The best ideas often look like… really bad ideas. But this makes perfect sense– if the ideas were so obviously good, big companies with the money and the manpower would just do it themselves. If breakthrough ideas were obviously good, the opportunity wouldn’t exist.
Seek out founders who excite and energize you because they’re smarter than you! If you meet with a founder and think that you could easily do what they’re doing, don’t invest. You should sense that the founder has an expert-level understanding of the market and their place in it.
Drag your feet and you’ll end up with a worse selection pool…
When you feel solid in your decision to invest in a company, seal the deal ASAP! You will miss amazing opportunities if you drag your feet. Plus, companies that you are able to string along have much less potential to be the next massive success.
If you are really excited about a company but taken aback by the price, don’t immediately write them off. The price may be high for a good reason and it isn’t a reason to discount a startup you’re floored by.
On Wefunder, this may look like an investment minimum of $250 or $500 rather than $100. If you have the financial capacity, try not to write of companies crowdfunding with one of these higher minimums.
Say what you will about the world of returns, but it seems to encourage optimism; it’s often more profitable to invest in the future you hope to see rather than the one you fear. Keep your cynicism at bay when investing.
Market size, current monthly revenue, and celebrity endorsements mean zilch without a superb founder and team. A top-notch founder is able to communicate clearly and concisely. They execute quickly and accomplish a lot with a little. They bring new meaning to the word “ambitious” and seem to churn out ideas nonstop. They attract the best talent and their product is something people really want. Lastly, they are fearsomely determined and committed to seeing their venture thrive.
Some of these traits are obviously quite a bit trickier to pick up on virtually rather than in person. But Wefunder tries to provide investors with as many data points as possible to get a sense of how well founders fit this description: founders particularly have the chance to shine through pitch videos and investor panels.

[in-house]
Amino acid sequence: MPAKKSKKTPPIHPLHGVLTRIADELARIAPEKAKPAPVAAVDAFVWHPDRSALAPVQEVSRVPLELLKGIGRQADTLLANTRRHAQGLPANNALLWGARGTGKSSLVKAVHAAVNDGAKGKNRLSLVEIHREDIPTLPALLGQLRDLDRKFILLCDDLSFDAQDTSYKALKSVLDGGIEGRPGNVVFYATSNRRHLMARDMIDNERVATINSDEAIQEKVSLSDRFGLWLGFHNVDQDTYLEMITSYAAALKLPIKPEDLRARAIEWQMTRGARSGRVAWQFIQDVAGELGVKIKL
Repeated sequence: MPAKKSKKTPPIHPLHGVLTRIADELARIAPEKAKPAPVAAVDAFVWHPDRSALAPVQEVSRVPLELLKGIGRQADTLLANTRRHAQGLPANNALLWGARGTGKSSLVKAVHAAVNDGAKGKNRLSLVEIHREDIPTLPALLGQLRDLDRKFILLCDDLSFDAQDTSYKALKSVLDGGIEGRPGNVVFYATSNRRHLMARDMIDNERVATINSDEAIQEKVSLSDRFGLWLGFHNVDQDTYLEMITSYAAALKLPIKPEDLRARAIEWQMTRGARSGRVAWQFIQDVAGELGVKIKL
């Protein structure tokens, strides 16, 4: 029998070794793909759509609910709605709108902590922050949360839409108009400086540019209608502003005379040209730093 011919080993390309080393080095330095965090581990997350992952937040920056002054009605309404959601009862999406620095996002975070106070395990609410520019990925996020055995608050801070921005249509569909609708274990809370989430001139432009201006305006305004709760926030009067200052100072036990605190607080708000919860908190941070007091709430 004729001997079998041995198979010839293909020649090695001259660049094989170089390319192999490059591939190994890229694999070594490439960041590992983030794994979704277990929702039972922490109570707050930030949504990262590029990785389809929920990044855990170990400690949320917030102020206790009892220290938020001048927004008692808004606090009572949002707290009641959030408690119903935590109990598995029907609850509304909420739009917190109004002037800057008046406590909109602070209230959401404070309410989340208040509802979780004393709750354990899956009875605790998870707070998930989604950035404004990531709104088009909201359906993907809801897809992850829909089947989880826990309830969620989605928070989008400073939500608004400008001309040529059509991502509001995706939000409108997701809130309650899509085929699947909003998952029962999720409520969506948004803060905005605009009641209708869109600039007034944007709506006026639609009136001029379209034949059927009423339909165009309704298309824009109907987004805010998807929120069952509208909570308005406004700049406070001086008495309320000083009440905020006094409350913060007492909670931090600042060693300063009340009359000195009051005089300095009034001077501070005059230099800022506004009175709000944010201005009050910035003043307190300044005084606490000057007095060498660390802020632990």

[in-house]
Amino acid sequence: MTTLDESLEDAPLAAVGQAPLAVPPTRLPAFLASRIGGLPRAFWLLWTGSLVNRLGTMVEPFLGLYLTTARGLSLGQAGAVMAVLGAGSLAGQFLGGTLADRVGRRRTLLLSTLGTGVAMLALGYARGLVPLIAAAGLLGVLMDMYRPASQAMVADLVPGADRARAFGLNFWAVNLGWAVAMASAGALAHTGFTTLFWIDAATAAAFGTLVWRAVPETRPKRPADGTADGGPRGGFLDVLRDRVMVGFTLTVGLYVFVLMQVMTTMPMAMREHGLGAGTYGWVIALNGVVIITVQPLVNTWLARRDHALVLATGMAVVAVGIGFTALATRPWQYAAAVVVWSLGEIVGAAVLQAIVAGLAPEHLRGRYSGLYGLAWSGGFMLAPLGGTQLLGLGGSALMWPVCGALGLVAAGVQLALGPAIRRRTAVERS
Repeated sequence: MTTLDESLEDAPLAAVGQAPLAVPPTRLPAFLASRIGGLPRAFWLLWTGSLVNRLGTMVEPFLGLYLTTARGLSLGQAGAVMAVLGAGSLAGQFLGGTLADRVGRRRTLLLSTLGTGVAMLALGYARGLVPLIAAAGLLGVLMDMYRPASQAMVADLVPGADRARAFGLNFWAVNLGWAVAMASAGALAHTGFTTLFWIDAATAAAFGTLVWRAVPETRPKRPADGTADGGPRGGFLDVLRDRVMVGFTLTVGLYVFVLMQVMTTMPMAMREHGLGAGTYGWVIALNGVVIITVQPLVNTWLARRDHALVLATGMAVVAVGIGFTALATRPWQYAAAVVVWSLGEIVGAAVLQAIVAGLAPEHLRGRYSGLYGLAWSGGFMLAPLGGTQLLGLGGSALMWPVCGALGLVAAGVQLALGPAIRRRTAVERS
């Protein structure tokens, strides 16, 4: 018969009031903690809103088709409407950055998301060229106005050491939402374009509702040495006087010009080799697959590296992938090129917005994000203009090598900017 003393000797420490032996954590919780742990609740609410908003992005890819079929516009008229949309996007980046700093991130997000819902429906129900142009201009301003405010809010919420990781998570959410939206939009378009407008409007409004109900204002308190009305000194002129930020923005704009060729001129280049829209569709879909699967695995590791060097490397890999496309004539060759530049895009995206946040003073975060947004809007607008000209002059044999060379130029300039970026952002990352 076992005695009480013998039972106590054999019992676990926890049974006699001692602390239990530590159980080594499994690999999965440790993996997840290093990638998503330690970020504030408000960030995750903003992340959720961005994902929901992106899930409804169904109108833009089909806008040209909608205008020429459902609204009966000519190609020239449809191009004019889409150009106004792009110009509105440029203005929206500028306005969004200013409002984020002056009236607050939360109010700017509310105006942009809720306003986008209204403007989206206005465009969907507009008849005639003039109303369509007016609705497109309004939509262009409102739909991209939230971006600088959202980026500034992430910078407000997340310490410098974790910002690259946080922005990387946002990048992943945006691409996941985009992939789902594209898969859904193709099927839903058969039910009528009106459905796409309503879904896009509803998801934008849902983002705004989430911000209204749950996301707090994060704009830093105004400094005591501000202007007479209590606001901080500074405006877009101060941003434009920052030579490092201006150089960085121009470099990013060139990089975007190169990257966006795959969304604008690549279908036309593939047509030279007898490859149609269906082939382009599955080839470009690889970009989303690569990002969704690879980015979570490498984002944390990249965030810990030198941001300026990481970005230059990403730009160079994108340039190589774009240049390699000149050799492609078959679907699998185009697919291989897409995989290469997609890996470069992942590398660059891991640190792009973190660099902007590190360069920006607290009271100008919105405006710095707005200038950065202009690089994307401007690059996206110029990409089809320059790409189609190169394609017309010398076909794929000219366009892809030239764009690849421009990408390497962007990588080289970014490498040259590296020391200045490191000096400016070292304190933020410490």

Michael discusses check sizes, The Friend Rule, tips for demo days and more.
In March of 2018, something big happened: the best startup investor on the planet shared its entire playbook. This investor also happens to be the world’s most famous startup accelerator, Y Combinator. From Airbnb to Doordash to Dropbox to Stripe, YC has funded many of the biggest
startups you can name.
We wanted to put YC’s Startup Investor School videos right at the fingertips of our favorite people out there, Wefunder investors. To that end, we put in some crowdfunding and Wefunder-specific tid-bits, too.
While we are a YC Alum, Wefunder has no current affiliation with Y Combinator. So, many thanks to Y Combinator for all of the video material used on this page! They produced and own all of these wonderful videos while we wrote the summaries.
787 startups have raised $334,327,656 on Wefunder
Wefunder supports three different federal laws that allow startups to raise money legally. To comply with the law, Wefunder Advisors LLC and Wefunder Portal LLC (both owned by Wefunder Inc) also list startups depending on the regulation used.
Legal May 16th 2016
Wefunder Portal LLC
for 694 startups
Wefunder Advisors LLC
for 162 startups
for 3 startups
Curious how well the companies have done? Or how many raised follow-on financing?
Some fine print: 1) These numbers include startups currently live on Wefunder if they pass their minimum target. 2) Some startups use two different laws at the same time (i.e., Regulation D and Regulation Crowdfunding).